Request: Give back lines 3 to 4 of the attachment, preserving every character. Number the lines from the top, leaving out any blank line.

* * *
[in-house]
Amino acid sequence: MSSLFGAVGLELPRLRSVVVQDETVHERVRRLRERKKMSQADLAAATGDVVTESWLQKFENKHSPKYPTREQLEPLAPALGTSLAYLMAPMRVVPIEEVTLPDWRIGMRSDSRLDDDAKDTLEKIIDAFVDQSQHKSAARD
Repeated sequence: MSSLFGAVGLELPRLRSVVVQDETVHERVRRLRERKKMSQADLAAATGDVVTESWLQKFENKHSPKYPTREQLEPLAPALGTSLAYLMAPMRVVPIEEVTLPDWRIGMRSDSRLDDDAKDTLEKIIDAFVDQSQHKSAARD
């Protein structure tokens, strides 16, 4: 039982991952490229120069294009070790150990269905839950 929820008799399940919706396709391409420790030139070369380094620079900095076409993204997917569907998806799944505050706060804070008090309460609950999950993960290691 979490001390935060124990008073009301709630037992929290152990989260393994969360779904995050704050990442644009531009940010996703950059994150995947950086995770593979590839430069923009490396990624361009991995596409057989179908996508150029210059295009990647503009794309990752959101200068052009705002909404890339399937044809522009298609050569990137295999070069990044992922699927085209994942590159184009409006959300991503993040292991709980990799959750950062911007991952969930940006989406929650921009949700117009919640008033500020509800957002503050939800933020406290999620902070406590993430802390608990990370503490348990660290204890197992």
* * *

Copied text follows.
Repeated sequence: MSSLFGAVGLELPRLRSVVVQDETVHERVRRLRERKKMSQADLAAATGDVVTESWLQKFENKHSPKYPTREQLEPLAPALGTSLAYLMAPMRVVPIEEVTLPDWRIGMRSDSRLDDDAKDTLEKIIDAFVDQSQHKSAARD
């Protein structure tokens, strides 16, 4: 039982991952490229120069294009070790150990269905839950 929820008799399940919706396709391409420790030139070369380094620079900095076409993204997917569907998806799944505050706060804070008090309460609950999950993960290691 979490001390935060124990008073009301709630037992929290152990989260393994969360779904995050704050990442644009531009940010996703950059994150995947950086995770593979590839430069923009490396990624361009991995596409057989179908996508150029210059295009990647503009794309990752959101200068052009705002909404890339399937044809522009298609050569990137295999070069990044992922699927085209994942590159184009409006959300991503993040292991709980990799959750950062911007991952969930940006989406929650921009949700117009919640008033500020509800957002503050939800933020406290999620902070406590993430802390608990990370503490348990660290204890197992």